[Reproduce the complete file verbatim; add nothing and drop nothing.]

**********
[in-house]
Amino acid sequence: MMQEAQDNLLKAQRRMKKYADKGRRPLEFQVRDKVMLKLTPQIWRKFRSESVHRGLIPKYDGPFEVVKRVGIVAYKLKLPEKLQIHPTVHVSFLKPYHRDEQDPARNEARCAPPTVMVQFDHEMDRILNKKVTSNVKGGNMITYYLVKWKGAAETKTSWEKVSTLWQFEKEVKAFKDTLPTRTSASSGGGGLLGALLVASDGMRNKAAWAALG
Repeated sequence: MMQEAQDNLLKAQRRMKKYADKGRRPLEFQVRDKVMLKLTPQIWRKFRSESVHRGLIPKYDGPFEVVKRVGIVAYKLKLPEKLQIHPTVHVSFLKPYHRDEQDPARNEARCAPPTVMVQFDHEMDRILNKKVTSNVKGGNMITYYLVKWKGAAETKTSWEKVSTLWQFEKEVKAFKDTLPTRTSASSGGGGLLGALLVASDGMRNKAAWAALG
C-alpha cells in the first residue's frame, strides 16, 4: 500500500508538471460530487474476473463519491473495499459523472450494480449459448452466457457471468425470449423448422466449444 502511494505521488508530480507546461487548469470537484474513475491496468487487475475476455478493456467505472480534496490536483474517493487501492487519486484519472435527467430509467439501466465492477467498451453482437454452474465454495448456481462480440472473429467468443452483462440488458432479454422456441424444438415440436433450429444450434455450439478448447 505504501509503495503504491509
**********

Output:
[in-house]
Amino acid sequence: MMQEAQDNLLKAQRRMKKYADKGRRPLEFQVRDKVMLKLTPQIWRKFRSESVHRGLIPKYDGPFEVVKRVGIVAYKLKLPEKLQIHPTVHVSFLKPYHRDEQDPARNEARCAPPTVMVQFDHEMDRILNKKVTSNVKGGNMITYYLVKWKGAAETKTSWEKVSTLWQFEKEVKAFKDTLPTRTSASSGGGGLLGALLVASDGMRNKAAWAALG
Repeated sequence: MMQEAQDNLLKAQRRMKKYADKGRRPLEFQVRDKVMLKLTPQIWRKFRSESVHRGLIPKYDGPFEVVKRVGIVAYKLKLPEKLQIHPTVHVSFLKPYHRDEQDPARNEARCAPPTVMVQFDHEMDRILNKKVTSNVKGGNMITYYLVKWKGAAETKTSWEKVSTLWQFEKEVKAFKDTLPTRTSASSGGGGLLGALLVASDGMRNKAAWAALG
C-alpha cells in the first residue's frame, strides 16, 4: 500500500508538471460530487474476473463519491473495499459523472450494480449459448452466457457471468425470449423448422466449444 502511494505521488508530480507546461487548469470537484474513475491496468487487475475476455478493456467505472480534496490536483474517493487501492487519486484519472435527467430509467439501466465492477467498451453482437454452474465454495448456481462480440472473429467468443452483462440488458432479454422456441424444438415440436433450429444450434455450439478448447 505504501509503495503504491509